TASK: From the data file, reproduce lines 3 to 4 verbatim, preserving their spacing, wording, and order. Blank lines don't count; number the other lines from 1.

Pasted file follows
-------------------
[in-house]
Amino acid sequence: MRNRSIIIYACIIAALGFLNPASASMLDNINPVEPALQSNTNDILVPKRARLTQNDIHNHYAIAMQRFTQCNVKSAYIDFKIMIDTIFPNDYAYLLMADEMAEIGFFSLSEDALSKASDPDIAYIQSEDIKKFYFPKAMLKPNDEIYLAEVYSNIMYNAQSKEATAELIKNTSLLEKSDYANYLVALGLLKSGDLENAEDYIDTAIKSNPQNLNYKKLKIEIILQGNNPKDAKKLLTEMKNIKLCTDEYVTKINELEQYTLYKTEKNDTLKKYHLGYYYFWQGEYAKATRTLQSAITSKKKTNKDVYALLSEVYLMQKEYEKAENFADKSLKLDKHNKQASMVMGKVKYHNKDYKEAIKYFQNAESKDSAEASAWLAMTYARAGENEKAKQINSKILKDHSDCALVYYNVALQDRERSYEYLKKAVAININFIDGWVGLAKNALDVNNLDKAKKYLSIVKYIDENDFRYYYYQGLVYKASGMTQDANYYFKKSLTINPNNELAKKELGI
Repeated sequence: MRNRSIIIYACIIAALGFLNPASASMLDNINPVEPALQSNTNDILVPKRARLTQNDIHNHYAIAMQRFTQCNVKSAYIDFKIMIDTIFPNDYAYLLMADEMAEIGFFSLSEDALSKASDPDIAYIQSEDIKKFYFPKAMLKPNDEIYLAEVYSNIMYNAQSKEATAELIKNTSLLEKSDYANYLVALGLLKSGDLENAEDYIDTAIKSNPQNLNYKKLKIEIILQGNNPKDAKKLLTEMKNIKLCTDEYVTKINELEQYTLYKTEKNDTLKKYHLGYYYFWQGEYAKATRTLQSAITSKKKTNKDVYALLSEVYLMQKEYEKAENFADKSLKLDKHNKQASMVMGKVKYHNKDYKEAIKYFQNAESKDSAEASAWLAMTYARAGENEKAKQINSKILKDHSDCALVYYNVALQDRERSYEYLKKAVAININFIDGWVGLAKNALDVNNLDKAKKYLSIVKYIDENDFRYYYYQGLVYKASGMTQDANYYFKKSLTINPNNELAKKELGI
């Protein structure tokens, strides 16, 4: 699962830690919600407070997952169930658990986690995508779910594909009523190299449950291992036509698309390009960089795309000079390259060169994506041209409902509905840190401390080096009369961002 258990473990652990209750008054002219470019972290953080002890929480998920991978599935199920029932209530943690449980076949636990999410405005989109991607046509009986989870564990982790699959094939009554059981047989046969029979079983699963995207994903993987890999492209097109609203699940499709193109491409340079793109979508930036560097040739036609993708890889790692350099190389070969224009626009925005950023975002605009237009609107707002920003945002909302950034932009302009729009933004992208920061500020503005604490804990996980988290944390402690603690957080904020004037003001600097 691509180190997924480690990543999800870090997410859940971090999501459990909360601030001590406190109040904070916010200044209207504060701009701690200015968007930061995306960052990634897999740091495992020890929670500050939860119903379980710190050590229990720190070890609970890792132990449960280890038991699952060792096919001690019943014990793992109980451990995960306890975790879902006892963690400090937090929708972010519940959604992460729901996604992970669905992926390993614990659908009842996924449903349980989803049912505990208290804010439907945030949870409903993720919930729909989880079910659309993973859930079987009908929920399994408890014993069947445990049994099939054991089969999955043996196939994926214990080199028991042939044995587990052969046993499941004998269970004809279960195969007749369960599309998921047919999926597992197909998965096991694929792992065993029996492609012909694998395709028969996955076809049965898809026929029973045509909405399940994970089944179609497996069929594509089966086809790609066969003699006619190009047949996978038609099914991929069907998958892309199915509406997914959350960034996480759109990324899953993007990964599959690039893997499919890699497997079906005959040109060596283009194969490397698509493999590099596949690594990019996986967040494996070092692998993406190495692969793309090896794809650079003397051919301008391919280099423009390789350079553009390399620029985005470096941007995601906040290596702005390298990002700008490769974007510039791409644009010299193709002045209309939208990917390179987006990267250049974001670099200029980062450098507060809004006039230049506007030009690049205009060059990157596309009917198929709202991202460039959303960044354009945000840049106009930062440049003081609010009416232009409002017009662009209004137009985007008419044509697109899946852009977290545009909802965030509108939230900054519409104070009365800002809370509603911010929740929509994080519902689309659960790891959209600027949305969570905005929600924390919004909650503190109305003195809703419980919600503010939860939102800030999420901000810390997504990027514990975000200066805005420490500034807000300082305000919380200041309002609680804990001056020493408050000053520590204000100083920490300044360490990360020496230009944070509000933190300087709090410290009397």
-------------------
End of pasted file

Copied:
Repeated sequence: MRNRSIIIYACIIAALGFLNPASASMLDNINPVEPALQSNTNDILVPKRARLTQNDIHNHYAIAMQRFTQCNVKSAYIDFKIMIDTIFPNDYAYLLMADEMAEIGFFSLSEDALSKASDPDIAYIQSEDIKKFYFPKAMLKPNDEIYLAEVYSNIMYNAQSKEATAELIKNTSLLEKSDYANYLVALGLLKSGDLENAEDYIDTAIKSNPQNLNYKKLKIEIILQGNNPKDAKKLLTEMKNIKLCTDEYVTKINELEQYTLYKTEKNDTLKKYHLGYYYFWQGEYAKATRTLQSAITSKKKTNKDVYALLSEVYLMQKEYEKAENFADKSLKLDKHNKQASMVMGKVKYHNKDYKEAIKYFQNAESKDSAEASAWLAMTYARAGENEKAKQINSKILKDHSDCALVYYNVALQDRERSYEYLKKAVAININFIDGWVGLAKNALDVNNLDKAKKYLSIVKYIDENDFRYYYYQGLVYKASGMTQDANYYFKKSLTINPNNELAKKELGI
């Protein structure tokens, strides 16, 4: 699962830690919600407070997952169930658990986690995508779910594909009523190299449950291992036509698309390009960089795309000079390259060169994506041209409902509905840190401390080096009369961002 258990473990652990209750008054002219470019972290953080002890929480998920991978599935199920029932209530943690449980076949636990999410405005989109991607046509009986989870564990982790699959094939009554059981047989046969029979079983699963995207994903993987890999492209097109609203699940499709193109491409340079793109979508930036560097040739036609993708890889790692350099190389070969224009626009925005950023975002605009237009609107707002920003945002909302950034932009302009729009933004992208920061500020503005604490804990996980988290944390402690603690957080904020004037003001600097 691509180190997924480690990543999800870090997410859940971090999501459990909360601030001590406190109040904070916010200044209207504060701009701690200015968007930061995306960052990634897999740091495992020890929670500050939860119903379980710190050590229990720190070890609970890792132990449960280890038991699952060792096919001690019943014990793992109980451990995960306890975790879902006892963690400090937090929708972010519940959604992460729901996604992970669905992926390993614990659908009842996924449903349980989803049912505990208290804010439907945030949870409903993720919930729909989880079910659309993973859930079987009908929920399994408890014993069947445990049994099939054991089969999955043996196939994926214990080199028991042939044995587990052969046993499941004998269970004809279960195969007749369960599309998921047919999926597992197909998965096991694929792992065993029996492609012909694998395709028969996955076809049965898809026929029973045509909405399940994970089944179609497996069929594509089966086809790609066969003699006619190009047949996978038609099914991929069907998958892309199915509406997914959350960034996480759109990324899953993007990964599959690039893997499919890699497997079906005959040109060596283009194969490397698509493999590099596949690594990019996986967040494996070092692998993406190495692969793309090896794809650079003397051919301008391919280099423009390789350079553009390399620029985005470096941007995601906040290596702005390298990002700008490769974007510039791409644009010299193709002045209309939208990917390179987006990267250049974001670099200029980062450098507060809004006039230049506007030009690049205009060059990157596309009917198929709202991202460039959303960044354009945000840049106009930062440049003081609010009416232009409002017009662009209004137009985007008419044509697109899946852009977290545009909802965030509108939230900054519409104070009365800002809370509603911010929740929509994080519902689309659960790891959209600027949305969570905005929600924390919004909650503190109305003195809703419980919600503010939860939102800030999420901000810390997504990027514990975000200066805005420490500034807000300082305000919380200041309002609680804990001056020493408050000053520590204000100083920490300044360490990360020496230009944070509000933190300087709090410290009397």